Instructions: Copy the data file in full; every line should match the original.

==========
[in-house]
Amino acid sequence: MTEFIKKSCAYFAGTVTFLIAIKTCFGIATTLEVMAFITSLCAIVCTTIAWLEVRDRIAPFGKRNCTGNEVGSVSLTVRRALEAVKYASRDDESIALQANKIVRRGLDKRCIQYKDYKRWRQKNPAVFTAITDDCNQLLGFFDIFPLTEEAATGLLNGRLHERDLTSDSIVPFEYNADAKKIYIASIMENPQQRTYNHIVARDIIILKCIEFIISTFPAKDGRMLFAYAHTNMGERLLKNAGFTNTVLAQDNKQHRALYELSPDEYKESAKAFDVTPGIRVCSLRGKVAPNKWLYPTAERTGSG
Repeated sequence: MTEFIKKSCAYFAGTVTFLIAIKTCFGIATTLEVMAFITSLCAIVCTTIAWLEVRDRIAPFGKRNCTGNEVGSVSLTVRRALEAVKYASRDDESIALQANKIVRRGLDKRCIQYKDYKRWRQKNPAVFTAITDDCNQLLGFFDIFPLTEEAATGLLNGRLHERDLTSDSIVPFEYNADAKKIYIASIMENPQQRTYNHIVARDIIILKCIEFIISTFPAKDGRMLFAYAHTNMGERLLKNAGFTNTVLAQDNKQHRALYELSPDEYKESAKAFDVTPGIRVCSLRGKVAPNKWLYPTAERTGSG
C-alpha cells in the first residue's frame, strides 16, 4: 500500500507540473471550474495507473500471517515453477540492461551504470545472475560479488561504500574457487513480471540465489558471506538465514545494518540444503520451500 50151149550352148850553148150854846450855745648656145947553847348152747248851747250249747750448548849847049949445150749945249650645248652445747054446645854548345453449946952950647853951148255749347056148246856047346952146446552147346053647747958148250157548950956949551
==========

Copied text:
[in-house]
Amino acid sequence: MTEFIKKSCAYFAGTVTFLIAIKTCFGIATTLEVMAFITSLCAIVCTTIAWLEVRDRIAPFGKRNCTGNEVGSVSLTVRRALEAVKYASRDDESIALQANKIVRRGLDKRCIQYKDYKRWRQKNPAVFTAITDDCNQLLGFFDIFPLTEEAATGLLNGRLHERDLTSDSIVPFEYNADAKKIYIASIMENPQQRTYNHIVARDIIILKCIEFIISTFPAKDGRMLFAYAHTNMGERLLKNAGFTNTVLAQDNKQHRALYELSPDEYKESAKAFDVTPGIRVCSLRGKVAPNKWLYPTAERTGSG
Repeated sequence: MTEFIKKSCAYFAGTVTFLIAIKTCFGIATTLEVMAFITSLCAIVCTTIAWLEVRDRIAPFGKRNCTGNEVGSVSLTVRRALEAVKYASRDDESIALQANKIVRRGLDKRCIQYKDYKRWRQKNPAVFTAITDDCNQLLGFFDIFPLTEEAATGLLNGRLHERDLTSDSIVPFEYNADAKKIYIASIMENPQQRTYNHIVARDIIILKCIEFIISTFPAKDGRMLFAYAHTNMGERLLKNAGFTNTVLAQDNKQHRALYELSPDEYKESAKAFDVTPGIRVCSLRGKVAPNKWLYPTAERTGSG
C-alpha cells in the first residue's frame, strides 16, 4: 500500500507540473471550474495507473500471517515453477540492461551504470545472475560479488561504500574457487513480471540465489558471506538465514545494518540444503520451500 50151149550352148850553148150854846450855745648656145947553847348152747248851747250249747750448548849847049949445150749945249650645248652445747054446645854548345453449946952950647853951148255749347056148246856047346952146446552147346053647747958148250157548950956949551